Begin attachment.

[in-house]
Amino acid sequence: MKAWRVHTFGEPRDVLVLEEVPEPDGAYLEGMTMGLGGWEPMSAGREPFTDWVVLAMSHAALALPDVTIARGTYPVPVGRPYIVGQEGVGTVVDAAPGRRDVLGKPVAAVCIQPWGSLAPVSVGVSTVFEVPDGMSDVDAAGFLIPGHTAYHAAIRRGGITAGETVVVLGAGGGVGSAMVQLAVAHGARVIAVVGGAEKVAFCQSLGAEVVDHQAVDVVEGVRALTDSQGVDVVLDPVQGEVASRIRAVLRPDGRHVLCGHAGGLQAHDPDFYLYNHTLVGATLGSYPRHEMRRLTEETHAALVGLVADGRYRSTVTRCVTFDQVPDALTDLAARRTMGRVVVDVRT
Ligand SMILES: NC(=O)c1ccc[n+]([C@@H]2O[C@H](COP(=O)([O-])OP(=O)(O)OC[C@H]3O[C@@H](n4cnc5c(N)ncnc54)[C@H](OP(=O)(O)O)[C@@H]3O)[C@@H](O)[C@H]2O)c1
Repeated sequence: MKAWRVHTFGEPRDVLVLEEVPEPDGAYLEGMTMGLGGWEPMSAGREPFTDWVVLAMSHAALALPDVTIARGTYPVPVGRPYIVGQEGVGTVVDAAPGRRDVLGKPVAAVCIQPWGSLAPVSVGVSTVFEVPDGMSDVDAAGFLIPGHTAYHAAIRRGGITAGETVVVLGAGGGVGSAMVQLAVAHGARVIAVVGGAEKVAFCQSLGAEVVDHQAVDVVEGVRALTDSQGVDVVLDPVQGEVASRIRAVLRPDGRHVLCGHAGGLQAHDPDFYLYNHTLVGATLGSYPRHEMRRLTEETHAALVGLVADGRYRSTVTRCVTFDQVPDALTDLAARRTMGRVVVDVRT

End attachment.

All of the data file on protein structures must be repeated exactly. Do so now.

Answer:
[in-house]
Amino acid sequence: MKAWRVHTFGEPRDVLVLEEVPEPDGAYLEGMTMGLGGWEPMSAGREPFTDWVVLAMSHAALALPDVTIARGTYPVPVGRPYIVGQEGVGTVVDAAPGRRDVLGKPVAAVCIQPWGSLAPVSVGVSTVFEVPDGMSDVDAAGFLIPGHTAYHAAIRRGGITAGETVVVLGAGGGVGSAMVQLAVAHGARVIAVVGGAEKVAFCQSLGAEVVDHQAVDVVEGVRALTDSQGVDVVLDPVQGEVASRIRAVLRPDGRHVLCGHAGGLQAHDPDFYLYNHTLVGATLGSYPRHEMRRLTEETHAALVGLVADGRYRSTVTRCVTFDQVPDALTDLAARRTMGRVVVDVRT
Ligand SMILES: NC(=O)c1ccc[n+]([C@@H]2O[C@H](COP(=O)([O-])OP(=O)(O)OC[C@H]3O[C@@H](n4cnc5c(N)ncnc54)[C@H](OP(=O)(O)O)[C@@H]3O)[C@@H](O)[C@H]2O)c1
Repeated sequence: MKAWRVHTFGEPRDVLVLEEVPEPDGAYLEGMTMGLGGWEPMSAGREPFTDWVVLAMSHAALALPDVTIARGTYPVPVGRPYIVGQEGVGTVVDAAPGRRDVLGKPVAAVCIQPWGSLAPVSVGVSTVFEVPDGMSDVDAAGFLIPGHTAYHAAIRRGGITAGETVVVLGAGGGVGSAMVQLAVAHGARVIAVVGGAEKVAFCQSLGAEVVDHQAVDVVEGVRALTDSQGVDVVLDPVQGEVASRIRAVLRPDGRHVLCGHAGGLQAHDPDFYLYNHTLVGATLGSYPRHEMRRLTEETHAALVGLVADGRYRSTVTRCVTFDQVPDALTDLAARRTMGRVVVDVRT